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Accesskeys Demystified: Keyboard Navigation

Many web developers neglect to include accesskeys in their designs. The accesskey parameter allows a user to easily add more accessibility to their web pages. Don't be afraid to make your pages more accessible, take that extra step and add that little touch to your web page!

What is an Accesskey?

An accesskey allows a user to immediately jump to a specific part of a web page via the keyboard. The user does this by pressing ALT (PC) or CTRL (Mac) followed by the appropriate character on the keyboard. Accesskeys don't appear on their own, but require the developer to specify which accesskeys apply to each part of the page.

Not all browsers support accesskeys. The following web browsers currently support accesskeys:

  • Internet Explorer 4+
  • Mozilla/Firefox
  • Netscape 6+
  • Opera 7+

Also note that in order for accesskeys to properly work in Opera you first must key SHIFT+ESC preceding the ALT combination. Opera also features tons of keyboard controls that almost render accesskeys useless.

How do I add accesskeys?

You achieve this using the accesskey parameter on an anchor tag. A normal anchor tag looks like this:

Code: XHTML

<a href="index.php">Link Text</a>

With just a few extra characters you can pump up your hyperlink and add an accesskey to it:

Code: XHTML

<a href="index.php" accesskey="l">Link Text</a>

The accesskey attribute sets the value of the accesskey. For the above link I would press ALT+l to be directed to index.php.

You should always use values for accesskeys that relate to the link text. For example, for "Home" you might use "h" as its accesskey value. If you have a lot of conflicting values for accesskeys you can revert to the alternative of using numbers.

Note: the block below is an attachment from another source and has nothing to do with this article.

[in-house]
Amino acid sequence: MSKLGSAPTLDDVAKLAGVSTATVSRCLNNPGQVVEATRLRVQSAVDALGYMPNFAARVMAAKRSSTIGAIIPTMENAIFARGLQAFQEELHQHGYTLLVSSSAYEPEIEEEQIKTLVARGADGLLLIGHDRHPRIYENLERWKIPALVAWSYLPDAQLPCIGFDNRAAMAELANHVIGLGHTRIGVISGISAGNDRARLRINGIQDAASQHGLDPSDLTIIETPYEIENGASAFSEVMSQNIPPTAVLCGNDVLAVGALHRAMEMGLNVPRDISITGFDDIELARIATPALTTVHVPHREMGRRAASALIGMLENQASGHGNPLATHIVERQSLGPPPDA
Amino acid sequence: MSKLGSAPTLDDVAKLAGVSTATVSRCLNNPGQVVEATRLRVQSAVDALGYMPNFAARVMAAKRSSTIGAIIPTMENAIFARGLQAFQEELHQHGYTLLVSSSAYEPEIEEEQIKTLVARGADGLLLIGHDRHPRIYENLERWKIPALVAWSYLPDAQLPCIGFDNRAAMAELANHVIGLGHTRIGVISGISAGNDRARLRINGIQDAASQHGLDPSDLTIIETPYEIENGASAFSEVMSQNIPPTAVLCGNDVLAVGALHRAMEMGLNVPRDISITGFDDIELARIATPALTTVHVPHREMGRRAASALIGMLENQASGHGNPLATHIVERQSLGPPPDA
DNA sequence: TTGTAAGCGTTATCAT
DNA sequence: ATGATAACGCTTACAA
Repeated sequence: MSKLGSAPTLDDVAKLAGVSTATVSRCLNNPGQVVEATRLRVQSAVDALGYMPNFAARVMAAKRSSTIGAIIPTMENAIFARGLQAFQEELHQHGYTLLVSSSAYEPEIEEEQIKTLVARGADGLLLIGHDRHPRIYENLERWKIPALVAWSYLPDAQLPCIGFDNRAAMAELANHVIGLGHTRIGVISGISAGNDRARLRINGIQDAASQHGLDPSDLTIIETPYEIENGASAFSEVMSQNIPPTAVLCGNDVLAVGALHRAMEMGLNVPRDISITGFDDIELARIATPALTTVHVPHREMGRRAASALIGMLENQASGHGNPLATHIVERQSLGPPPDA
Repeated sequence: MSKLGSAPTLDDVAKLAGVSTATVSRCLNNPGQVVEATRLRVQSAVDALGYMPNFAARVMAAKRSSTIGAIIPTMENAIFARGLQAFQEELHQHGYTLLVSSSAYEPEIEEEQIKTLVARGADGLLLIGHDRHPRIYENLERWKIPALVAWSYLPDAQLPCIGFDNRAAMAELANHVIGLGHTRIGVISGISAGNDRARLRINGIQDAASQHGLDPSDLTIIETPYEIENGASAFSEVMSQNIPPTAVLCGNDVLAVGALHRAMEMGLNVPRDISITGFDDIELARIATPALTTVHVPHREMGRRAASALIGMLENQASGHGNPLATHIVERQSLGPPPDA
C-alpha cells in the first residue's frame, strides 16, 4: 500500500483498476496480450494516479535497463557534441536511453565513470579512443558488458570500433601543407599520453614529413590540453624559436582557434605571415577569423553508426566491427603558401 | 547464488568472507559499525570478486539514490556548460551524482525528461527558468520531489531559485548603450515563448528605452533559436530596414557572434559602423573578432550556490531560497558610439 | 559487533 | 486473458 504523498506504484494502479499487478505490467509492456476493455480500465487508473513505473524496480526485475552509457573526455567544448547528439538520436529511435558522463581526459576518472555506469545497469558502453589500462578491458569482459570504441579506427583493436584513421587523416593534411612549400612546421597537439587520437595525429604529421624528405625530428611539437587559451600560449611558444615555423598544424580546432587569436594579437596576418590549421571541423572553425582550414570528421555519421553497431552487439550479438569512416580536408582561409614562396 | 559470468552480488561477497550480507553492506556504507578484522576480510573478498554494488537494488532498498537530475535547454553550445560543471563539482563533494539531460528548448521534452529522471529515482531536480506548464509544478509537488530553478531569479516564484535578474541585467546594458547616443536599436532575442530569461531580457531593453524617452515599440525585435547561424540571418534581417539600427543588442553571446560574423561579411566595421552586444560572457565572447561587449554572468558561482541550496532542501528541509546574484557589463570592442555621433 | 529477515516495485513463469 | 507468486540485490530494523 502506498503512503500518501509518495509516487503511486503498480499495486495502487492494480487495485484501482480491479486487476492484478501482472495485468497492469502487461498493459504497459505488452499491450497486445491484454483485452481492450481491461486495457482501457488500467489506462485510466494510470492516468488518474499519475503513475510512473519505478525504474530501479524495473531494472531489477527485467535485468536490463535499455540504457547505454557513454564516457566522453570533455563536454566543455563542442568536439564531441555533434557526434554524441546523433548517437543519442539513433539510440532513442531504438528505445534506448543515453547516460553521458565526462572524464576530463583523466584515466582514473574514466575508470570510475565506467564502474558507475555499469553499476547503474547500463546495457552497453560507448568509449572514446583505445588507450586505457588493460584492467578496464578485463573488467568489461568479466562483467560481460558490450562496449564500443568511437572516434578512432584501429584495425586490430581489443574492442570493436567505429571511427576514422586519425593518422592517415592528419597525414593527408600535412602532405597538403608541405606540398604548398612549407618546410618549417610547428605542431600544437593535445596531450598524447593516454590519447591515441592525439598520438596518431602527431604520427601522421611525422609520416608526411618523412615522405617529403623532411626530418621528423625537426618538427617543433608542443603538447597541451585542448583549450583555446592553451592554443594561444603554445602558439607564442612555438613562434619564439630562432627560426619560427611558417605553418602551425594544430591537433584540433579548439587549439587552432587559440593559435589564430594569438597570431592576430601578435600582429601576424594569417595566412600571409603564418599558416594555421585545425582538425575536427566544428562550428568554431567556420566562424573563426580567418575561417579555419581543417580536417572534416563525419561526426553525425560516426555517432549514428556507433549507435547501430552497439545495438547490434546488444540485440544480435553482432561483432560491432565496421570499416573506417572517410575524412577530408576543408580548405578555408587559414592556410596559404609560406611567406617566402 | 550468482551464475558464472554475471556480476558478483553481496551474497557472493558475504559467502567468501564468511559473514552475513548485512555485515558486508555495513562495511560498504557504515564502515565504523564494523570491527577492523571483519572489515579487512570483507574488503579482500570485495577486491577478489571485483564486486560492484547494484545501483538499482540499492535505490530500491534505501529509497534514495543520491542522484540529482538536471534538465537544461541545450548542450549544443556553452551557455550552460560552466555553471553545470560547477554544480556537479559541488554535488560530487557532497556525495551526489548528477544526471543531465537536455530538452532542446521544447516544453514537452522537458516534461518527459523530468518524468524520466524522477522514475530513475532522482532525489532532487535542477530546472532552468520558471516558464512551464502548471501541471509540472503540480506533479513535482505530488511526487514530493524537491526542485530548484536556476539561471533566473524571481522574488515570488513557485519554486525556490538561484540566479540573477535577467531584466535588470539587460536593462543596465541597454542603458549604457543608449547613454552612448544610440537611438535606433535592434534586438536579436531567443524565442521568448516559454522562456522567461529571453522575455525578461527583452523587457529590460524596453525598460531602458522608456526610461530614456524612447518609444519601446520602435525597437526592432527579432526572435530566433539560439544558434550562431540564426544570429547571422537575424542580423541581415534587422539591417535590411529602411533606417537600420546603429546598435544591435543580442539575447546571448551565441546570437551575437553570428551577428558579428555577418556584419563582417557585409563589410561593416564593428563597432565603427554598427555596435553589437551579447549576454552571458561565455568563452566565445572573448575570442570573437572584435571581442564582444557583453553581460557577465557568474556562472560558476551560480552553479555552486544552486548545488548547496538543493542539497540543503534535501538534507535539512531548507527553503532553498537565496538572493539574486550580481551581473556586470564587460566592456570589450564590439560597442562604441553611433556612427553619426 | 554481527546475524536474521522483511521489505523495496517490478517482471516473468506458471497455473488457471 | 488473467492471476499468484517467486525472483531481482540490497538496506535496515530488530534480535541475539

So you've added accesskeys, but what good are they if no one knows what they are? A good method of informing your users of accesskeys is to emphasize the letter of a word that is the accesskey. To emphasize text you use the <em> tag:

Code: XHTML

<a href="index.php" accesskey="l"><em>L</em>ink Text</a>

By default most web browsers italicize <em> tags, but we don't want this. Instead we're going to use CSS to make it underlined:

Code: CSS

a {
    text-decoration: none;
}
a em {
    font-style: normal;
    font-weight: normal;
    text-decoration: underline;
}

Visual code output

Now users are aware that "l" is the accesskey for the link.

Building a Menu

Now it is time to put accesskeys to use! We'll take the simple Lowter navigational menu and add in some accesskeys. The code without accesskeys is:

Code: XHTML

<h1 class="hide">Navigation</h1>
<ul id="navlist">
    <li><a class="tab" href="/forums/" title="Discuss the latest and greatest.">Forums</a></li>
    <li><a class="tab" href="/index.php" title="Visit our large archive of articles">Articles</a></li>
    <li><a class="tab" href="/blogs/" title="Read daily tips by experts in their field">Blogs</a></li>
    <li><a class="tab" href="/resources/" title="Discover free resource for your own website">Resources</a></li>
    <li><a class="tab" href="/software" title="Lowter's own open source projects">Software</a></li>
</ul>

By adding accesskeys to each link we increase the accessibility:

Code: XHTML

<h1 class="hide">Navigation</h1>
<ul id="navlist">
    <li><a class="tab" href="/forums/" title="Discuss the latest and greatest." accesskey="f">Forums</a></li>
    <li><a class="tab" href="/index.php" title="Visit our large archive of articles" accesskey="a">Articles</a></li>
    <li><a class="tab" href="/blogs/" title="Read daily tips by experts in their field" accesskey="b">Blogs</a></li>
    <li><a class="tab" href="/resources/" title="Discover free resource for your own website" accesskey="r">Resources</a></li>
    <li><a class="tab" href="/software" title="Lowter's own open source projects" accesskey="s">Software</a></li>
</ul>

As you see, adding accesskeys to your current navigation is easy and reaps great benefits.

Summary

In this introduction to accesskeys you've learned what they are, what good they are, and how to use them. By simply applying an attribute to a link you can increase its accessibility three-fold.